The marketing continuum usually moves from awareness… to interest… to engagement… to investment.
Your job is to move donors from awareness to engagement.
I worked on staff for nonprofits for over 30 years, and one of the most important things I did was find and create engagement opportunities to connect donors personally with our mission.
Sometimes it was challenging. Events and volunteer opportunities could be scarce, and program staff weren’t always cooperative.
They didn’t necessarily see the value of creating a new event or volunteer opportunity primarily for the sake of “drawing donors closer” to the mission. You see, they didn’t see donors as part of the mission. They saw them more as servants. Not in a bad way, of course. They agreed donors were serving a noble purpose. But… they were servants nonetheless. Not equal partners.
It was understandable that program staff weren’t all that excited about taking time out of their busy day to take donors behind the scenes. Especially with a “donor as servant” mentality. Why should they serve the servants?
I say this not to cast aspersions on program staff, but to bring to light a common perception. Or perhaps it’s a divide, or just a simple misconception of the role of philanthropy within a nonprofit.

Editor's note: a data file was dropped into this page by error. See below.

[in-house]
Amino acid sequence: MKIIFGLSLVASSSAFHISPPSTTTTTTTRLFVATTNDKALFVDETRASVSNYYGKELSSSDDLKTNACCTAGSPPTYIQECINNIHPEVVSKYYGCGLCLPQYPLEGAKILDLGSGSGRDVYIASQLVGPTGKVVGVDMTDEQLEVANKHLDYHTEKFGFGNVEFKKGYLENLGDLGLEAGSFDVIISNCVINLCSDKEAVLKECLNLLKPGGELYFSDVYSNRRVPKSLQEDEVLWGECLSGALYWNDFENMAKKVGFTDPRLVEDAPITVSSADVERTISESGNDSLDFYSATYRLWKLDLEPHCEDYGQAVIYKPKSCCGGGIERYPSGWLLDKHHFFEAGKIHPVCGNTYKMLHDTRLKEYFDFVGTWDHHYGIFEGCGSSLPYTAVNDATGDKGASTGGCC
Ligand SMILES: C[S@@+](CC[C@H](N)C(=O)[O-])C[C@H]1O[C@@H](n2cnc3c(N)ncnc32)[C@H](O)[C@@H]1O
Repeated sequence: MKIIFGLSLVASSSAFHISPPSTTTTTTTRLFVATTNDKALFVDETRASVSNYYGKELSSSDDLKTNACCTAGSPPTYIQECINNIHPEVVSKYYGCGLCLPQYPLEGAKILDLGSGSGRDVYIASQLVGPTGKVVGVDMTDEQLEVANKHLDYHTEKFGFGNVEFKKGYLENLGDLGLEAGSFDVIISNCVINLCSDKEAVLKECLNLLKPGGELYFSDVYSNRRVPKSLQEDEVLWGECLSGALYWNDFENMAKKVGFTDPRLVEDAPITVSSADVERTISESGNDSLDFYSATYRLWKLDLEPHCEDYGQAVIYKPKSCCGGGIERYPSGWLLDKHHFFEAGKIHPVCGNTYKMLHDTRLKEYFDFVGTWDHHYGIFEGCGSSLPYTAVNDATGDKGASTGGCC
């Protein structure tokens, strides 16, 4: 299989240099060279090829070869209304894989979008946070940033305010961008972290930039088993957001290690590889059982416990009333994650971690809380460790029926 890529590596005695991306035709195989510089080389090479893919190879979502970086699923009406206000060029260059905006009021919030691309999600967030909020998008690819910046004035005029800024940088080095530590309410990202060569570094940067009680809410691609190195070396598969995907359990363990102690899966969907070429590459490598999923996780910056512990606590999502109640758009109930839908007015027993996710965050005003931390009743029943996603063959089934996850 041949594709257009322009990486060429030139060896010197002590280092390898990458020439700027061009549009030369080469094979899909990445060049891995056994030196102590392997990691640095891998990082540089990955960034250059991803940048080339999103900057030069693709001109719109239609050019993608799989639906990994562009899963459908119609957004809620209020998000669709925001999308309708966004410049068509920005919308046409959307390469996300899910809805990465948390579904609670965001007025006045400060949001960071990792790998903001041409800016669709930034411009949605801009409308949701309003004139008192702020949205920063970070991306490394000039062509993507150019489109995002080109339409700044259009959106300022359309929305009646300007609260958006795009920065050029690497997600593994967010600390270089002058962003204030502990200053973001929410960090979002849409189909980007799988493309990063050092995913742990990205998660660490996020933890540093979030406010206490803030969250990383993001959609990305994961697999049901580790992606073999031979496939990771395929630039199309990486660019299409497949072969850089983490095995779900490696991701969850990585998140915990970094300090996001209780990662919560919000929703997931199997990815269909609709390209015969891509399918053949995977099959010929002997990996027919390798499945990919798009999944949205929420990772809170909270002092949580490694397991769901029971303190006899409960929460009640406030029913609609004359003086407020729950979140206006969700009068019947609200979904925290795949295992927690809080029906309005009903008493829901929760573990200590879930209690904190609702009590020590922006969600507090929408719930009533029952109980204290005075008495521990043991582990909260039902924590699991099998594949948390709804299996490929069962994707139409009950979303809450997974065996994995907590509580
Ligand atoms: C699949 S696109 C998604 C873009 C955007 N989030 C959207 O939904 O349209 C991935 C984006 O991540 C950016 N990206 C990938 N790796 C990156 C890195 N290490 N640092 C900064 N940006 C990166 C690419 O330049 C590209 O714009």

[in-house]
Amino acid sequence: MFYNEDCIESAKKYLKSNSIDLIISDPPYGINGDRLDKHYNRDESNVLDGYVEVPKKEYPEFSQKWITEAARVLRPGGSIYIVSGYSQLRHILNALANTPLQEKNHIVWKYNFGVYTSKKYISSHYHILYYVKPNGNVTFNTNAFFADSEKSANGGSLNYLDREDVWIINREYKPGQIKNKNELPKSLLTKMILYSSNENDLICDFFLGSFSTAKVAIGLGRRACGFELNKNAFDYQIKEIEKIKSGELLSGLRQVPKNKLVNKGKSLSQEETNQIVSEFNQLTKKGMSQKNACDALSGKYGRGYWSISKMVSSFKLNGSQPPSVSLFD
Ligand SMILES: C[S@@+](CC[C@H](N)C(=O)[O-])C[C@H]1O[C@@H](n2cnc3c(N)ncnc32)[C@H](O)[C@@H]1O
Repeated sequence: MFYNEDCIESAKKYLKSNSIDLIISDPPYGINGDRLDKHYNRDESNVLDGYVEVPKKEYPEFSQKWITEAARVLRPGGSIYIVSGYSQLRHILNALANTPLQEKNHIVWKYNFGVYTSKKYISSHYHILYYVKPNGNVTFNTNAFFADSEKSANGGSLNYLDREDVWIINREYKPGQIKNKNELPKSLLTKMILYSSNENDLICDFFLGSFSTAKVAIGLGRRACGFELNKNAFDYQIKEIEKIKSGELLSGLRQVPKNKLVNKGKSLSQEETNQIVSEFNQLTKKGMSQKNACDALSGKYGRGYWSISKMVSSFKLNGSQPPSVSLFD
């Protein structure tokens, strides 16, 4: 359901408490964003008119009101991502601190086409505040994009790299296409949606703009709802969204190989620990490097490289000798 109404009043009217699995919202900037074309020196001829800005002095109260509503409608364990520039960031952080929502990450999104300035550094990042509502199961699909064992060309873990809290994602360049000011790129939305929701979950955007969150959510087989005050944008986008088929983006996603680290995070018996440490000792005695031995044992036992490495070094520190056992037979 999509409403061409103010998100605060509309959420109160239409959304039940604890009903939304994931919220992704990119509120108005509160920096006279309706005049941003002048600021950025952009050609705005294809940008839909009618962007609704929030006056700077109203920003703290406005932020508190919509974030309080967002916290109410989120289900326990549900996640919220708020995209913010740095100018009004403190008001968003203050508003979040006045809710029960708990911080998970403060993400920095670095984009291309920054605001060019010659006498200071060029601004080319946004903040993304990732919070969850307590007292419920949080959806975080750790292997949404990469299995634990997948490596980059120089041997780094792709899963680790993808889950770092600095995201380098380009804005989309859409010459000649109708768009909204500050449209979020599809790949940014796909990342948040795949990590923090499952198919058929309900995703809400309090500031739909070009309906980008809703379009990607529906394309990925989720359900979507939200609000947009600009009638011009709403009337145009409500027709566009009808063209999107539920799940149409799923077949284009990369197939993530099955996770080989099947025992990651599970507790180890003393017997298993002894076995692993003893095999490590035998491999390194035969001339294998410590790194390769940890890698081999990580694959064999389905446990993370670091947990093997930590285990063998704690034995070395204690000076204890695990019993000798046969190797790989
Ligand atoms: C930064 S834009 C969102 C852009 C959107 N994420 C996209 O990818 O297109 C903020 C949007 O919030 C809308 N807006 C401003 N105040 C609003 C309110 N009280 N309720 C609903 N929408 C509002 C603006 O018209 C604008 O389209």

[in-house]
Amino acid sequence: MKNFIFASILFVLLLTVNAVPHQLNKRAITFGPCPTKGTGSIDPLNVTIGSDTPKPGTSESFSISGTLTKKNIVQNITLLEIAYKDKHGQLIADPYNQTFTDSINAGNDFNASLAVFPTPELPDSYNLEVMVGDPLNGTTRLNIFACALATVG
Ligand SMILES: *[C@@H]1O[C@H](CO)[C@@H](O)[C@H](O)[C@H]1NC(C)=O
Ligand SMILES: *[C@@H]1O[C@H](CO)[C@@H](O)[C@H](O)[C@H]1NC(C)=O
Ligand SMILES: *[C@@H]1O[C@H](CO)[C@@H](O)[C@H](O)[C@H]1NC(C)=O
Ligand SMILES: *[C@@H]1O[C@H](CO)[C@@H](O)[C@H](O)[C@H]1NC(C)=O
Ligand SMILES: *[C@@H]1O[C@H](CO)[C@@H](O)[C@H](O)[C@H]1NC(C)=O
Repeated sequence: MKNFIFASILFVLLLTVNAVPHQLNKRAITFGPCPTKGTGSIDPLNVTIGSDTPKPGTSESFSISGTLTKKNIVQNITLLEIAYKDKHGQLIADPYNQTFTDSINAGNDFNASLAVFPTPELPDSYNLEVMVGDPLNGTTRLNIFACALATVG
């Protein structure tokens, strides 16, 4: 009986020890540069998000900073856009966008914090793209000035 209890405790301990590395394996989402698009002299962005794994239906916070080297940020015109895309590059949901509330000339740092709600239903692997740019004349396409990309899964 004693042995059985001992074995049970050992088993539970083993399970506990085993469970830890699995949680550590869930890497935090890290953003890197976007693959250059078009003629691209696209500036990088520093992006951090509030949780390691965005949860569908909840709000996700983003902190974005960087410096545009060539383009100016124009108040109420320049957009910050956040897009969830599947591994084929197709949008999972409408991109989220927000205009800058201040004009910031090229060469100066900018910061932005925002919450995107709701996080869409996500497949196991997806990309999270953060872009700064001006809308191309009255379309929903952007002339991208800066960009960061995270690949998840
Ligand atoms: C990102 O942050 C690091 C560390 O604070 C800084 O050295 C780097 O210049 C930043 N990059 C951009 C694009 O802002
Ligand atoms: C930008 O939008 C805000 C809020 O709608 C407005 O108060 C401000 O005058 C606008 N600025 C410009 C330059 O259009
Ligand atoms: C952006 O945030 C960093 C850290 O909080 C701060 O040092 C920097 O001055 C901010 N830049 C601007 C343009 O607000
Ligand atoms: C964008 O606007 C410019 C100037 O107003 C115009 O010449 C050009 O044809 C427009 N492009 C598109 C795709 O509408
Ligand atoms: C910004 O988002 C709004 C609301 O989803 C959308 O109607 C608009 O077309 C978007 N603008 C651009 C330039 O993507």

It takes a village to generate and sustain philanthropic investment.
It is incumbent on executive and development leaders to move their organizations towards a culture of philanthropy.
A culture that embraces “love of humankind” and turns that love back towards donors. A culture where donors are at the heart of the mission.
As the founder of The Fundraising School, and one of my mentors, famously said:
Fundraising is servant to philanthropy. – Hank Rosso
In other words, fundraising is never an end in itself. It’s a practice; how we meet the goal. It draws meaning from philanthropic ends served.
Engagement opportunities bridge the gap between spreading the word and philanthropy.
Getting donors on your team requires an invitation to participate in some sort of activity that includes them in your mission.
I call these activities ‘engagement opportunities.’ Better than anything else I know, they move people to higher levels of involvement and investment.
They can be real (e.g., events, volunteer activities) or virtual (e.g., surveys to take, petitions to sign, games to play), but there’s little doubt in my mind that engagement experiences offer your best bet for bringing, and keeping, folks on board.
After their first or second interaction, folks will be much more receptive to an ask for financial support.
Getting practical, this means your organization—and everyone in it—must understand that philanthropy doesn’t much happen without fundraising ambassadors, advocates and askers.